What do companies like SeatGeek, Metromile, and Entelo all have in common? Aside from being named to Glassdoor’s Best Places to Work 2017, they all have that signature startup culture so many larger companies try to replicate. You know the one: trendy offices, catered lunches, and weekly happy hours.
But, as is the nature with most startups, growth is the ultimate goal—and it happens rapidly. As the business scales, it can be tricky to stay true to the fun-loving, collaborative culture startups and small businesses take so much pride in.
The Alternative Board’s 2016 Small Business Pulse Survey found that while 93% of the entrepreneurs surveyed agreed on the relationship between promoting company culture and boosting employee productivity and creativity, they weren’t all in agreement about how to create and maintain that company culture.
As your business grows, try these strategies to keep your company culture intact at every stage:
1. Build a Sturdy Foundation
While ping-pong tables, beer kegs, and free lunches are all great things to have, these perks alone can’t solidify your company culture. If that’s all you have, your cultural values will get lost as your business grows.
To maintain the tight-knit culture that you and your employees know and love, incorporate those cultural norms into your company’s core values. For example, weekly catered lunches may be a result of your employee wellness initiative. Or a team happy hour may reflect the company’s commitment to work-life balance. In both examples, while the actual perk may shift as you grow, the underlying values will stand the test of time.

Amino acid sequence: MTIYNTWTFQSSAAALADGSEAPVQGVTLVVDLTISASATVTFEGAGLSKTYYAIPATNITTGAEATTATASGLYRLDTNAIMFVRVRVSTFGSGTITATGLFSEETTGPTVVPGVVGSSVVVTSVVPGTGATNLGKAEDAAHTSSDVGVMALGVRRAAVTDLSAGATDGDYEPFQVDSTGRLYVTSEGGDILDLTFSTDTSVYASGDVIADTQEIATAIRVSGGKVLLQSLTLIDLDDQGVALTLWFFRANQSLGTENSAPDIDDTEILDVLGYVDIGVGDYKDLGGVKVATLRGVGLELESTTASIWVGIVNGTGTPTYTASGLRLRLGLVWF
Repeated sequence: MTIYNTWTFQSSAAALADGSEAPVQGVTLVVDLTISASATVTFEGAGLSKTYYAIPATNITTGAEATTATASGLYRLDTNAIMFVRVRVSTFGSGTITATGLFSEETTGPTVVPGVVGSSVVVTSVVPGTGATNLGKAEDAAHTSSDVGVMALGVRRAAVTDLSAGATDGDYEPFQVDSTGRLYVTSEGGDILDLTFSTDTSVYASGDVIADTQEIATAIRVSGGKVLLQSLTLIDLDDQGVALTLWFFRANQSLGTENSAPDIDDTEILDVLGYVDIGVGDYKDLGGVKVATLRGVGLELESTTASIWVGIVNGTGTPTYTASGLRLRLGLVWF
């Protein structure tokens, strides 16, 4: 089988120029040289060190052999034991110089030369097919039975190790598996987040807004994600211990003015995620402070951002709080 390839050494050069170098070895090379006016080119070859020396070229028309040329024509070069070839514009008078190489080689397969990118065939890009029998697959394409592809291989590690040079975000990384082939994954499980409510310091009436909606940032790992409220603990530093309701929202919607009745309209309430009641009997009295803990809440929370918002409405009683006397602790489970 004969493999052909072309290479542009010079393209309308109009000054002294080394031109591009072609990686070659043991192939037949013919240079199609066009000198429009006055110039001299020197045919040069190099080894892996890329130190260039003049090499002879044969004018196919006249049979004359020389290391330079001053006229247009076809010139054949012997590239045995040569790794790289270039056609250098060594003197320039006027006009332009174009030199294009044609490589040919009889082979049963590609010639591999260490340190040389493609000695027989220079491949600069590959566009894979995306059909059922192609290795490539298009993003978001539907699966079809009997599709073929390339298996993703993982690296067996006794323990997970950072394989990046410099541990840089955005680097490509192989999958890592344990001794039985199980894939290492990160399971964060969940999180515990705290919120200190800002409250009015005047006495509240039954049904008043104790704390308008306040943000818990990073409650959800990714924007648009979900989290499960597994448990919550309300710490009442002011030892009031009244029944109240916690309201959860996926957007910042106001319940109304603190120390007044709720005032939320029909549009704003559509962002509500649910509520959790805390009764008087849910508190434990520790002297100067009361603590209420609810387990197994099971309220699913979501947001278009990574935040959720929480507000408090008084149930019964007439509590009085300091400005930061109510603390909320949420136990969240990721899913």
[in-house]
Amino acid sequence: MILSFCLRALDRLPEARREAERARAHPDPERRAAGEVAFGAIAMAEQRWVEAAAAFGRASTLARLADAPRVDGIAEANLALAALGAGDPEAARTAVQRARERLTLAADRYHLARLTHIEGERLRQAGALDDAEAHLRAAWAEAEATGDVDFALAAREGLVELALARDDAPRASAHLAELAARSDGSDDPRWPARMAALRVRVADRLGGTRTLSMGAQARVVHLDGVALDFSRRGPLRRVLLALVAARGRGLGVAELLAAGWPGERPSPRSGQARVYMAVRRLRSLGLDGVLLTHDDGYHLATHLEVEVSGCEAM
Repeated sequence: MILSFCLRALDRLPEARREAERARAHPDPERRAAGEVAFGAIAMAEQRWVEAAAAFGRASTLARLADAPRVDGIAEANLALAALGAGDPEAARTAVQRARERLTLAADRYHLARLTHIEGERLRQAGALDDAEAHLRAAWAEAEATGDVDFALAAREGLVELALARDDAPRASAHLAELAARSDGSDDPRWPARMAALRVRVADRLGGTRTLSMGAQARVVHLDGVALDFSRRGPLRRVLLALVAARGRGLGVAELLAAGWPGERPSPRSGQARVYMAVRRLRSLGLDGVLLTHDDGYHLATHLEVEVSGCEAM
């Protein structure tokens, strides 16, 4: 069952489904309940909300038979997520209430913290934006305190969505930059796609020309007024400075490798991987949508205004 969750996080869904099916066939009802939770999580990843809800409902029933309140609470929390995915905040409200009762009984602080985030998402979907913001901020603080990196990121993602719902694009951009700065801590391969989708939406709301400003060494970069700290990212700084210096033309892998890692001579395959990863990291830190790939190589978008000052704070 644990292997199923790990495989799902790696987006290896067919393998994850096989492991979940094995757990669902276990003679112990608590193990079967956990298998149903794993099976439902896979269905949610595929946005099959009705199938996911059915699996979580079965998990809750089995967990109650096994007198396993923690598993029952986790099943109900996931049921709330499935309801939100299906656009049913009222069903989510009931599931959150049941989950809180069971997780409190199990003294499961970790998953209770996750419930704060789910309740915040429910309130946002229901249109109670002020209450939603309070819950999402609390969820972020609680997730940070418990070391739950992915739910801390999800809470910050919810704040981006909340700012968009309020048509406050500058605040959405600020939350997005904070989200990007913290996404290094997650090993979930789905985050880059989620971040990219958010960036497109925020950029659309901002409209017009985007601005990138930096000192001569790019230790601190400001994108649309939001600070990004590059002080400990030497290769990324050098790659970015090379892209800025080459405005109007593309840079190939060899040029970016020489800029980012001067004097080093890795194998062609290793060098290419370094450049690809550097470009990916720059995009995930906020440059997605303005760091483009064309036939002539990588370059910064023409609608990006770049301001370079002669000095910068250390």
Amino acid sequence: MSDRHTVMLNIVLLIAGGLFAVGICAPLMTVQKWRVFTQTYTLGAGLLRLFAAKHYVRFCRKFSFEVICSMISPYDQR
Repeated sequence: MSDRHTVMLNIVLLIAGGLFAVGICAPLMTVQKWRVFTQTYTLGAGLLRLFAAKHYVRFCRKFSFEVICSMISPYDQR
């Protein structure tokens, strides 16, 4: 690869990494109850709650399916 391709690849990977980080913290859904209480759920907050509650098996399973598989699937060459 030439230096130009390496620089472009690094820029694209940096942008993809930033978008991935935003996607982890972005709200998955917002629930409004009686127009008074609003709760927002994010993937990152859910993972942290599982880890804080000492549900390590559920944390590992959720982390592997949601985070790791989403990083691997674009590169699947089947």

Connect these elements of your company culture to deep-rooted organizational values in order to build a much stronger foundation for your growing company.
2. Hire for Culture Fit
Just because you’re looking to build out your team doesn’t mean you have to lose the culture established by its founding members. Instead, let that culture inspire your hiring process.
Take culture fit into consideration when interviewing candidates to ensure the person you bring on board will embrace and contribute to the existing company culture.
So how can you make sure you hire a good cultural fit, exactly? During the job interview, ask a few open-ended questions on what the candidate considers an ideal workplace. How do they work best? What did they like or dislike about their previous work environment? What do they plan to bring to your company culture?
In addition to the questions you ask, culture fit can also be easily determined by involving other team members in the interview process. This way, you’re able to see how the candidate interacts with current employees.
3. Keep Your Friends Close and Your Employees Closer
With more growth comes more responsibility for HR, so it can be easy to put company culture on the backburner. But in order to maintain that small company feel, you need to keep your friends close and your employees closer.
As you grow it can become harder to interact with everyone. If you find that you have grown to a point where voices are being lost, introduce initiatives that bring everyone together.
Try changing your office seating arrangement on a regular basis, scheduling monthly company meetings, and organizing regular social opportunities to help employees break away from their desk and form connections with peers.
4. Keep the Culture Alive Every Single Day
Last, but certainly not least, strive to do something each day to keep your company culture alive. It can be as simple as brainstorming with employees in the office break room, eating lunch outside of the office, or playing a quick game of ping-pong in between conference calls.
The key is to make time to be an active participant in the company culture you and your employees created. When employees see you take time out of your day to embrace and promote your company culture, they’ll do the same. Every little bit counts.
Rachel Bolsu is a Content Marketing Specialist at Namely, the all-in-one HR, payroll, and benefits platform built for today’s employees. Connect with Rachel and the Namely team on Twitter, Facebook, and LinkedIn.
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